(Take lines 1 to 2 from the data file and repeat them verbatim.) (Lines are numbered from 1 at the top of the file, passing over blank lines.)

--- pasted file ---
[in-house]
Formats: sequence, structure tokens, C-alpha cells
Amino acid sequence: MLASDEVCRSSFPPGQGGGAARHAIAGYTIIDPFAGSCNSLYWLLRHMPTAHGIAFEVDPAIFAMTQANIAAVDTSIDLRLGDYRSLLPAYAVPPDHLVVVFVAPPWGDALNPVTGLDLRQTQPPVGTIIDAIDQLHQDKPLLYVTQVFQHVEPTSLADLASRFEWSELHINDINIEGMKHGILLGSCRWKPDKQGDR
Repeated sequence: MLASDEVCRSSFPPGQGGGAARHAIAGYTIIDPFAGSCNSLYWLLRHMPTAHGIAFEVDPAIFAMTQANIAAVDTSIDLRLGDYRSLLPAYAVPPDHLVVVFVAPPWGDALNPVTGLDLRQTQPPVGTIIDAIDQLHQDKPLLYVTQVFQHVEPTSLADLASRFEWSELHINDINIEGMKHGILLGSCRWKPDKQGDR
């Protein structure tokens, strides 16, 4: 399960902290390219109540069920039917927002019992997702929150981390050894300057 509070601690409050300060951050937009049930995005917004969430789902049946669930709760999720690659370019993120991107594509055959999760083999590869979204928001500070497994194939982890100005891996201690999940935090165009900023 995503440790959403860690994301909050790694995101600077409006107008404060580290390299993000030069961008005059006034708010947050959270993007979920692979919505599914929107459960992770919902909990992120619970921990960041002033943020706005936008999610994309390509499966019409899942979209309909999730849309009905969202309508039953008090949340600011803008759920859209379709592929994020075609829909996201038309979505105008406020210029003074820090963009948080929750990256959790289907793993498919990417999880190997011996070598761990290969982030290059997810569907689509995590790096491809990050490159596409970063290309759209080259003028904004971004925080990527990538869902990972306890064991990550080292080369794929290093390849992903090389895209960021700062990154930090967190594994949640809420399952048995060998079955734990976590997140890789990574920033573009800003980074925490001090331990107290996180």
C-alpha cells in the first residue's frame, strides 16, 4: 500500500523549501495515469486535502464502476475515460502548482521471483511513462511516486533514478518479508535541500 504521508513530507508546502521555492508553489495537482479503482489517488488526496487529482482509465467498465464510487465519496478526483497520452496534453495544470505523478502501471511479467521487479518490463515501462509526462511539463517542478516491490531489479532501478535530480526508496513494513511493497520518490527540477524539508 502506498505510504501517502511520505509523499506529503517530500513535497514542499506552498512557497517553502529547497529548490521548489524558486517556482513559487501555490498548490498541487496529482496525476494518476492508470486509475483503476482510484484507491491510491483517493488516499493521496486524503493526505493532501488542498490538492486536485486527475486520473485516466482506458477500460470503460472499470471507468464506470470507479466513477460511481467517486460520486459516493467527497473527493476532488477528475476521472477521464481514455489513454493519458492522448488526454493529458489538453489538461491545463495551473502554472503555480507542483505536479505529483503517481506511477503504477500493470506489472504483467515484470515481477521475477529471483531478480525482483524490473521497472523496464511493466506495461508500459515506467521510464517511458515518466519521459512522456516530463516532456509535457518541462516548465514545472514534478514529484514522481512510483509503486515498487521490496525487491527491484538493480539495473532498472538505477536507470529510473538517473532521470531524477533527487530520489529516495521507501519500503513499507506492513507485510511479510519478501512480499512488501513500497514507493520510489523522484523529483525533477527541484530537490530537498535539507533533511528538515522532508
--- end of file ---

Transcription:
[in-house]
Formats: sequence, structure tokens, C-alpha cells